Phylotranscriptomics points to multiple independent origins of multicellularity and cellular differentiation in the volvocine algae

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Lindsey, Charles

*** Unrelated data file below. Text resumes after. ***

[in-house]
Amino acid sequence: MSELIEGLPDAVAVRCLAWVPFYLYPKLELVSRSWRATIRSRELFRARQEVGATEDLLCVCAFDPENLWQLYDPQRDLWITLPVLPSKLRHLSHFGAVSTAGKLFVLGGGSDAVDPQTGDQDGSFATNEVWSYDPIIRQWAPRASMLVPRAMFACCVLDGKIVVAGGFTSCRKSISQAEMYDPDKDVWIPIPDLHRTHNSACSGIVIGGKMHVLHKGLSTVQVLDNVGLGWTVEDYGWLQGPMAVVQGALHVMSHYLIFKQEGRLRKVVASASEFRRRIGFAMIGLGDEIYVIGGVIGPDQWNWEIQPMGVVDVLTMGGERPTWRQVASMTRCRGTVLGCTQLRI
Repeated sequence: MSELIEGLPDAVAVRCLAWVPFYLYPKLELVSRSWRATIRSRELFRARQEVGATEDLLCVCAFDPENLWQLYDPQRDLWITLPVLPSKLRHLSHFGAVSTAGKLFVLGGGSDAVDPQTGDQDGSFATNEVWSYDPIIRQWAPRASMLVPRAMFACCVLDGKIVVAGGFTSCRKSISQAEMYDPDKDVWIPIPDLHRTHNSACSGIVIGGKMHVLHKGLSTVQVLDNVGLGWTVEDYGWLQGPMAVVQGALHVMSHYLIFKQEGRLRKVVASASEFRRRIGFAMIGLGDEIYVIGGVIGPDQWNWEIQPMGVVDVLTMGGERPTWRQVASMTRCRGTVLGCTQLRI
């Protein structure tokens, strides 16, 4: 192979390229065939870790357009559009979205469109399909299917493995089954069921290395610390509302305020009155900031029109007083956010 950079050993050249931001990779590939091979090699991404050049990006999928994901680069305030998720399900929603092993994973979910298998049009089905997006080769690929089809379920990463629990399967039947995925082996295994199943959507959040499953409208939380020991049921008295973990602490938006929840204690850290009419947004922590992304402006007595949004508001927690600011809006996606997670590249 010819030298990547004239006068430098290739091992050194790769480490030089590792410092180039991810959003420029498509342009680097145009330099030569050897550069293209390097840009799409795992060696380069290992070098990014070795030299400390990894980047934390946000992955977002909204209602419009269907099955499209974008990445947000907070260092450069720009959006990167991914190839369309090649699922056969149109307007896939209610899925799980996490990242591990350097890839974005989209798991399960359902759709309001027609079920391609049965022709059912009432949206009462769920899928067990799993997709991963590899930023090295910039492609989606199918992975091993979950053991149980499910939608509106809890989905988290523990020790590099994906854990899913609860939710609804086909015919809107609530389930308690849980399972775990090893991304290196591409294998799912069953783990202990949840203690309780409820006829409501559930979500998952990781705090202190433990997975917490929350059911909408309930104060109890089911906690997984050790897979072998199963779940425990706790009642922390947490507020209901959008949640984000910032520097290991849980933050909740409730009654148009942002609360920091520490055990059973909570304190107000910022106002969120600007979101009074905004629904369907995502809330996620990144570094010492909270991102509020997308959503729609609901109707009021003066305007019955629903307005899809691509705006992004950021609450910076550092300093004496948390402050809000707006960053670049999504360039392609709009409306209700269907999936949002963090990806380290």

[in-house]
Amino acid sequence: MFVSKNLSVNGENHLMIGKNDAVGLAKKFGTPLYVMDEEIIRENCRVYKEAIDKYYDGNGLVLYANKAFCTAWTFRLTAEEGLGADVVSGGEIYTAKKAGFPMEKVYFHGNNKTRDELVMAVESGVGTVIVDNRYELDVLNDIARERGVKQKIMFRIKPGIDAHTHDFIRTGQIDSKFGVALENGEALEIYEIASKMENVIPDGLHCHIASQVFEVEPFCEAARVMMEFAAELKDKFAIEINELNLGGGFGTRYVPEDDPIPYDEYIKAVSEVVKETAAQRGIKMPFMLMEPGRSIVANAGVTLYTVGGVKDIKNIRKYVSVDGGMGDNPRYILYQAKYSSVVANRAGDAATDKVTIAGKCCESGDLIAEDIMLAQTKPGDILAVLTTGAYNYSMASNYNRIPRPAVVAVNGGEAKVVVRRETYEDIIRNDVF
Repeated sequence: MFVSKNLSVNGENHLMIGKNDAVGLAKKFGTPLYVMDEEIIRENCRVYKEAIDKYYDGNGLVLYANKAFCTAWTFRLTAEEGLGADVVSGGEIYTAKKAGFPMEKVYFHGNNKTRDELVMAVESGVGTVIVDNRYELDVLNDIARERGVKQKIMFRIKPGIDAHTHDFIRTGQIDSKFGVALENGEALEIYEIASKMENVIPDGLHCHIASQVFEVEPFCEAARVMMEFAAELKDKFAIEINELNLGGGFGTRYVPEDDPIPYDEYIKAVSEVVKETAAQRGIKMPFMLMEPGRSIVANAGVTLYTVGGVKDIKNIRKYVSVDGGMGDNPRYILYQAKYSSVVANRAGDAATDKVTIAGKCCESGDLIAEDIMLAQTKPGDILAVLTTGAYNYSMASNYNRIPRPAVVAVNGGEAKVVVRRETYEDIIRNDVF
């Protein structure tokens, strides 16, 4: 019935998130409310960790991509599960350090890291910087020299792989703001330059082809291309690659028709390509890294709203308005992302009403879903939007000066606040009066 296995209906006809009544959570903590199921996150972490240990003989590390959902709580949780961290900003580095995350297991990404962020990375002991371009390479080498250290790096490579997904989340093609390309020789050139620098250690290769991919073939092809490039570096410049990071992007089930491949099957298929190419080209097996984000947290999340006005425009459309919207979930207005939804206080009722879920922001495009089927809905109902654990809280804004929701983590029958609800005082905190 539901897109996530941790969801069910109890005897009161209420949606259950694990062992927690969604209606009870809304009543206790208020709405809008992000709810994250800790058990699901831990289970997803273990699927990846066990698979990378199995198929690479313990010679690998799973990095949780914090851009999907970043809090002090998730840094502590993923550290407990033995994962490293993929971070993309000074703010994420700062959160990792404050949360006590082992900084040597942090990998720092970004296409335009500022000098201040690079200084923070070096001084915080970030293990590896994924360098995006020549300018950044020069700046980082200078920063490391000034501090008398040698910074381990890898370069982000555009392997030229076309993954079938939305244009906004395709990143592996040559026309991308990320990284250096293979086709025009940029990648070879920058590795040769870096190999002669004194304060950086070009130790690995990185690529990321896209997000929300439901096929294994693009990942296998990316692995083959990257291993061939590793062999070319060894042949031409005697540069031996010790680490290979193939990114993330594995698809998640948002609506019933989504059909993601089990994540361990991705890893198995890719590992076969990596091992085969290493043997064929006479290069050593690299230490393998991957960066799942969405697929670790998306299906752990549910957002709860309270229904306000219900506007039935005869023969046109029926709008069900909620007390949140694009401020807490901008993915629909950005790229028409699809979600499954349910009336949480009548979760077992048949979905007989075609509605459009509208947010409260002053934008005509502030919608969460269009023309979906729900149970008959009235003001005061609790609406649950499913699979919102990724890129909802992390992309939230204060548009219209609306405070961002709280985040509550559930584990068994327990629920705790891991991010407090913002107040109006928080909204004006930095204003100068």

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The volvocine algae, which include the single-celled species Chlamydomonas reinhardtii and the colonial species Volvox carteri, serve as a model in which to study the evolution of multicellularity and cellular differentiation. Studies reconstructing the history of this group have by and large relied on datasets of one to a few genes for phylogenetic inference and ancestral character state reconstruction. As a result, volvocine phylogenies lack concordance depending on the number and/or type of genes (i.e., chloroplast vs nuclear) chosen for phylogenetic inference. While multiple studies suggest that multicellularity evolved only once in the volvocine algae, that each of its three colonial families is monophyletic, and that there have been at least three independent origins of cellular differentiation in the group, other studies call into question one or more of these conclusions. An accurate assessment of the evolutionary history of the volvocine algae requires inference of a more robust phylogeny. We performed RNA sequencing (RNA-seq) on 55 strains representing 47 volvocine algal species and obtained similar data from curated databases on 13 additional strains. We then compiled a dataset consisting of transcripts for 40 single-copy, protein-coding, nuclear genes and subjected the predicted amino acid sequences of these genes to maximum likelihood, Bayesian inference, and coalescent-based analyses. These analyses show that multicellularity independently evolved at least twice in the volvocine algae and that the colonial family Goniaceae is not monophyletic. Our data further indicate that cellular differentiation arose independently at least four, and possibly as many as six times, within the volvocine algae. Altogether, our results demonstrate that multicellularity and cellular differentiation are evolutionarily labile in the volvocine algae, affirming the importance of this group as a model system for the study of major transitions in the history of life.
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